In this fascinating and beautifully illustrated book, Tracy E. Cooper organizes Palladios work in Venice according to different types of patrons. She discusses hismajor monuments as well as less well-known work for charitable foundations, convents, triumphal processions, and the rebuilding of the Ducal Palace. She tells the compelling story of an established architect breaking into a new market and of a Renaissance city in the midst of sweeping change.
While composers of sacred music in 16th-century Venice were devising increasingly complex choral polyphony, Venetian architects began to develop new configurations of sacred space. This fascinating book explores the direct relationship between architectural design and sacred music in Renaissance Venice. Deborah Howard and Laura Moretti combine historical research into the architectural and liturgical traditions of a dozen Venetian churches with the results of a parallel series of scientific surveys and live choral experiments of the acoustic properties of the chosen buildings.
In the councils and magistracies of the Venetian Republic, politicians argued intently over civic building projects in a manner curiously reminiscent of a modern democracy, taking advice from architects, engineers, and the public. Written by a leading authority on Venetian architecture, the book explores the complex dialectic between theory and practice;and#160;utopia and reality; and design and technology that infused these disputes.and#160;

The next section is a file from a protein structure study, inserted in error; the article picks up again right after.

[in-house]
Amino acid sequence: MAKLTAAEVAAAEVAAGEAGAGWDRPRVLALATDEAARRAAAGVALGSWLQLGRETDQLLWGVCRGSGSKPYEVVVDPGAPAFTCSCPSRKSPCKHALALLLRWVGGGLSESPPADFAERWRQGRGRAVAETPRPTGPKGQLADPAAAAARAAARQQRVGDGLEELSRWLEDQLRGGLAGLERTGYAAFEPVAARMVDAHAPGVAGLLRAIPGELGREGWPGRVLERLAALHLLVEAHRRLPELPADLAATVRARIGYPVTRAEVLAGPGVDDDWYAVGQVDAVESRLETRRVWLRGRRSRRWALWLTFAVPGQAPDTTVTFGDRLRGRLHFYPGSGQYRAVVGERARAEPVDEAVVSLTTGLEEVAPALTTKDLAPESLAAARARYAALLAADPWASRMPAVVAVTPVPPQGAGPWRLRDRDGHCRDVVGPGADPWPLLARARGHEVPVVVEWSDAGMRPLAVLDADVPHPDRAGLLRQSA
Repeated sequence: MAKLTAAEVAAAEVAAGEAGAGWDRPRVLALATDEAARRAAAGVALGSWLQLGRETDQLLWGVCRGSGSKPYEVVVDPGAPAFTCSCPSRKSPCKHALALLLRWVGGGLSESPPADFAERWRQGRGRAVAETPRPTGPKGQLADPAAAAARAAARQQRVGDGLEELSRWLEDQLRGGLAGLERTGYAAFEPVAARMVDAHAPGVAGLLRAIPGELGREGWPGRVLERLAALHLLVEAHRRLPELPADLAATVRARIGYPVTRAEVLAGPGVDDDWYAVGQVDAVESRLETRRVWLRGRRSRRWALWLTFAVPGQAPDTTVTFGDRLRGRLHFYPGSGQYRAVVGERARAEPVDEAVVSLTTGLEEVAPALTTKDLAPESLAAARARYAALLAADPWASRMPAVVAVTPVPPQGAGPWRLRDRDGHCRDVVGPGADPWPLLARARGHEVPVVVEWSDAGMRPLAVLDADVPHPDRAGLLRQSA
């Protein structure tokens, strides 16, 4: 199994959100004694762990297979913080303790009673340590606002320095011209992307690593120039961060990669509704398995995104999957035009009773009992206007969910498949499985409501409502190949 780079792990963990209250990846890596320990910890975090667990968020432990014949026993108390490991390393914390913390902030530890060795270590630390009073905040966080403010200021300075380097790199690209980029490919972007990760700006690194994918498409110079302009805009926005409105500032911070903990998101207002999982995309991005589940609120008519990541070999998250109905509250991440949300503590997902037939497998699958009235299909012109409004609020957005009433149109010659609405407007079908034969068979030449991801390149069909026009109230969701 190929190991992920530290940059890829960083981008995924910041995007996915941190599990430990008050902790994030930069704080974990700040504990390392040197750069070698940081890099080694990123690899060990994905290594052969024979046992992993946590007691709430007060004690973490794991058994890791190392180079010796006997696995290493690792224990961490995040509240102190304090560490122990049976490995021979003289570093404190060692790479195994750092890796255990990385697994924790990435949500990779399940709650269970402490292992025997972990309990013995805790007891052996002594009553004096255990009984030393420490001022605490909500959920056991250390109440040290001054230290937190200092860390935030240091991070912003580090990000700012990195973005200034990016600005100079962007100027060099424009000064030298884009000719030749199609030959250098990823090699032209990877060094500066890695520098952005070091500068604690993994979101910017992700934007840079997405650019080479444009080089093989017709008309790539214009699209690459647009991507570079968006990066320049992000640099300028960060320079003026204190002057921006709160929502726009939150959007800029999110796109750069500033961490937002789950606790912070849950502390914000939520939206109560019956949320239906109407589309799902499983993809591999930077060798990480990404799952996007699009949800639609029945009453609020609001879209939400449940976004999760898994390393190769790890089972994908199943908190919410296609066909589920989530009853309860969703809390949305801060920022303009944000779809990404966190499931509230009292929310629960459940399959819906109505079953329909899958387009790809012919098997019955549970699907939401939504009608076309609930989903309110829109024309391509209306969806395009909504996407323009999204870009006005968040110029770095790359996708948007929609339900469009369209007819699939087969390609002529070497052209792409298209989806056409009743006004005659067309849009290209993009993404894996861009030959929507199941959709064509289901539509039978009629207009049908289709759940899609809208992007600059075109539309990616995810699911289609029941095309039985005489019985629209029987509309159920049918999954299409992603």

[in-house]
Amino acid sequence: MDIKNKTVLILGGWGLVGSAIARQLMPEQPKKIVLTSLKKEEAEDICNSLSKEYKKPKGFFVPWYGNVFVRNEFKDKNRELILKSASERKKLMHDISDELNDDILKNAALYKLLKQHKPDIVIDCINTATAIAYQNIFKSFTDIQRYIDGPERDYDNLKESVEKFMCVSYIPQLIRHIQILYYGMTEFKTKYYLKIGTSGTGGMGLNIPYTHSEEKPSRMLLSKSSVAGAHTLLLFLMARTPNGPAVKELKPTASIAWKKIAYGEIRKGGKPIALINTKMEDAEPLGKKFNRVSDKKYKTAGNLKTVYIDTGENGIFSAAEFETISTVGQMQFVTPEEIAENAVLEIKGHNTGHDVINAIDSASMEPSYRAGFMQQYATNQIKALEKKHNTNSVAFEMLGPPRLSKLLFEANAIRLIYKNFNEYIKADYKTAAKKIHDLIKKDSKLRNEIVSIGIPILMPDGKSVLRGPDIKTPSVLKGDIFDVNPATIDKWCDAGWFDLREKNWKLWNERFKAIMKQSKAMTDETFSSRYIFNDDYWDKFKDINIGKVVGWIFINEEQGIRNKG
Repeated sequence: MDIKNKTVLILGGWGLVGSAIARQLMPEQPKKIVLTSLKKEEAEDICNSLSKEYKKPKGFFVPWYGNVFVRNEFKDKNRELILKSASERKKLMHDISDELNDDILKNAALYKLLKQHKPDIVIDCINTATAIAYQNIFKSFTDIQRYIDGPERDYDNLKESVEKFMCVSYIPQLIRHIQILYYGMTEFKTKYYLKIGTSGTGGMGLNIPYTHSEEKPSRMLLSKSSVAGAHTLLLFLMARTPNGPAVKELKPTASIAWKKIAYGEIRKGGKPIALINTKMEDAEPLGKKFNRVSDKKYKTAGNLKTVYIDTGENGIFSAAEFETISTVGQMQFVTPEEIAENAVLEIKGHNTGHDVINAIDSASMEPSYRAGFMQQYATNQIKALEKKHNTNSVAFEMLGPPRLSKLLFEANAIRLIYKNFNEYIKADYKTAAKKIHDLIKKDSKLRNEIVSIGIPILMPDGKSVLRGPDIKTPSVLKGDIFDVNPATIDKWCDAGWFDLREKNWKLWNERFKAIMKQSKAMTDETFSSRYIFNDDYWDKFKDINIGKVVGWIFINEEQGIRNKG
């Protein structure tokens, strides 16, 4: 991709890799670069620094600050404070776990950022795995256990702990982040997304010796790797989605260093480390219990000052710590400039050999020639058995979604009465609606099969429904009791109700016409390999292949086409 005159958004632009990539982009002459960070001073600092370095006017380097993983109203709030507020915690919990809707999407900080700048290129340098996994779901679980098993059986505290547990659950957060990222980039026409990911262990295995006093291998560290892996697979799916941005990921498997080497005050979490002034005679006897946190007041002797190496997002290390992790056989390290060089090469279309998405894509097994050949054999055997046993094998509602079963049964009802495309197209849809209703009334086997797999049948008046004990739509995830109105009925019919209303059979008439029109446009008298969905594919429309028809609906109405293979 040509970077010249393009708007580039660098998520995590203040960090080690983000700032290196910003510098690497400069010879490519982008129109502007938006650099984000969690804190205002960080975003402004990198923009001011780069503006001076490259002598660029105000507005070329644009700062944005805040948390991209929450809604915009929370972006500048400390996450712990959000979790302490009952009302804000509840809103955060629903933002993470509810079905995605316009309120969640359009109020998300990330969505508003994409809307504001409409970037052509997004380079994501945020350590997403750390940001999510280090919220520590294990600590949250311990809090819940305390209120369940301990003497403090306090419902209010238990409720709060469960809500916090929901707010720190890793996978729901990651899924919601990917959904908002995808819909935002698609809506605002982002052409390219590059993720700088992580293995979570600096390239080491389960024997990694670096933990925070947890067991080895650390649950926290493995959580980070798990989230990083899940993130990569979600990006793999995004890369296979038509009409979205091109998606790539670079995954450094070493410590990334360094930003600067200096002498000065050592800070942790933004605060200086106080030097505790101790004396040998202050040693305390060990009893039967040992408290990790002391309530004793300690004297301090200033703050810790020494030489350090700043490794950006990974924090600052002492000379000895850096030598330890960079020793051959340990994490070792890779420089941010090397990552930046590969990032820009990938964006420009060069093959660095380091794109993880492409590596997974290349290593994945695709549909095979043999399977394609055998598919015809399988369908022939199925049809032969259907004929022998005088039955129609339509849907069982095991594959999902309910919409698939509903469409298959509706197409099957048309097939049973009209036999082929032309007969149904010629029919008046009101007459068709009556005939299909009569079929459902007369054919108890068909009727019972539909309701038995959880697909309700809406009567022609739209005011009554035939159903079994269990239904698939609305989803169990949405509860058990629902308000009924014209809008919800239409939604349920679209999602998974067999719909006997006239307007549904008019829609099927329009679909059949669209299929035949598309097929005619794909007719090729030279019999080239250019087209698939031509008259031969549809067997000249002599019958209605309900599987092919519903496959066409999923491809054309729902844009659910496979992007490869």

The bitterly contested debates are seen through the experiences of one particular Venetian nobleman, Marc'Antonio Barbaro (1518-1595). Recognized as a gifted stuccoist and draftsman, Barbaro played a prominent role in the discussions about major state building projects such as Palladio's church of the Redentore, the restoration of the Doge's Palace, and the erection of the Rialto Bridge. He was a distinguished statesman and orator, but his idealistic views about the rhetorical power of classicism frequently clashed with local technological expertise. Venice Disputed recounts not only his public role but also his private life, centered on the now-famous family villa that he and his brother commissioned. Barbaro's compelling story thus weaves together politics, architectural history, and private life in early modern Venice.
About the Author
Dennis Romano is professor of history and fine arts, Syracuse University. He has conducted extensive research in Venice over the past twenty-five years.